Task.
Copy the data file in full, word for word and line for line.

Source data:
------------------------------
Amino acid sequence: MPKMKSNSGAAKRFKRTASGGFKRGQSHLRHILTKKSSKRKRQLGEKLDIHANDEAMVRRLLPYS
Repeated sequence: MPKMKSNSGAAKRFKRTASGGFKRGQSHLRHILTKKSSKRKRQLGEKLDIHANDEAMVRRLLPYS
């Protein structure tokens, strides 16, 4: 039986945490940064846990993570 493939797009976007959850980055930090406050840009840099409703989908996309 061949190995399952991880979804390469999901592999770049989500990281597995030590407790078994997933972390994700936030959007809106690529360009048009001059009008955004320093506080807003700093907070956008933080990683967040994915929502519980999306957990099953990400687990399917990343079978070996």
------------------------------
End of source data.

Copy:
Amino acid sequence: MPKMKSNSGAAKRFKRTASGGFKRGQSHLRHILTKKSSKRKRQLGEKLDIHANDEAMVRRLLPYS
Repeated sequence: MPKMKSNSGAAKRFKRTASGGFKRGQSHLRHILTKKSSKRKRQLGEKLDIHANDEAMVRRLLPYS
């Protein structure tokens, strides 16, 4: 039986945490940064846990993570 493939797009976007959850980055930090406050840009840099409703989908996309 061949190995399952991880979804390469999901592999770049989500990281597995030590407790078994997933972390994700936030959007809106690529360009048009001059009008955004320093506080807003700093907070956008933080990683967040994915929502519980999306957990099953990400687990399917990343079978070996």